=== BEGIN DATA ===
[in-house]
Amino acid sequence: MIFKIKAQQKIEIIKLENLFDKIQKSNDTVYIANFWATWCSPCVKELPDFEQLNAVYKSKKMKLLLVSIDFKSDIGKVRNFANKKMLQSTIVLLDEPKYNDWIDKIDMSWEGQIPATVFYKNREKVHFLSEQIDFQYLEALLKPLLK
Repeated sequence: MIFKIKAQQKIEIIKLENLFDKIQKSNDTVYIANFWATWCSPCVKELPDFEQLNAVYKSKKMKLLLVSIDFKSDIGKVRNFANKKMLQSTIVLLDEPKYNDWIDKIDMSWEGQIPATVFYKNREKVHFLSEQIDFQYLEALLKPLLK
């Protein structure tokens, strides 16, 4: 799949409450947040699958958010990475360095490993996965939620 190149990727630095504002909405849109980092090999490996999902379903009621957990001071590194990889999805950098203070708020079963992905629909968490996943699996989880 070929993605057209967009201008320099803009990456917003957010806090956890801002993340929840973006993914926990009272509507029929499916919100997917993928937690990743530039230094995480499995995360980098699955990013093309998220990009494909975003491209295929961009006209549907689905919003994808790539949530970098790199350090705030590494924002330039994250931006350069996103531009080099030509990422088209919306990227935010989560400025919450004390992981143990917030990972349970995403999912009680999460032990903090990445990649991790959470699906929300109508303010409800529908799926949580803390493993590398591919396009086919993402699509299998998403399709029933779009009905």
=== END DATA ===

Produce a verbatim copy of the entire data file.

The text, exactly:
[in-house]
Amino acid sequence: MIFKIKAQQKIEIIKLENLFDKIQKSNDTVYIANFWATWCSPCVKELPDFEQLNAVYKSKKMKLLLVSIDFKSDIGKVRNFANKKMLQSTIVLLDEPKYNDWIDKIDMSWEGQIPATVFYKNREKVHFLSEQIDFQYLEALLKPLLK
Repeated sequence: MIFKIKAQQKIEIIKLENLFDKIQKSNDTVYIANFWATWCSPCVKELPDFEQLNAVYKSKKMKLLLVSIDFKSDIGKVRNFANKKMLQSTIVLLDEPKYNDWIDKIDMSWEGQIPATVFYKNREKVHFLSEQIDFQYLEALLKPLLK
């Protein structure tokens, strides 16, 4: 799949409450947040699958958010990475360095490993996965939620 190149990727630095504002909405849109980092090999490996999902379903009621957990001071590194990889999805950098203070708020079963992905629909968490996943699996989880 070929993605057209967009201008320099803009990456917003957010806090956890801002993340929840973006993914926990009272509507029929499916919100997917993928937690990743530039230094995480499995995360980098699955990013093309998220990009494909975003491209295929961009006209549907689905919003994808790539949530970098790199350090705030590494924002330039994250931006350069996103531009080099030509990422088209919306990227935010989560400025919450004390992981143990917030990972349970995403999912009680999460032990903090990445990649991790959470699906929300109508303010409800529908799926949580803390493993590398591919396009086919993402699509299998998403399709029933779009009905």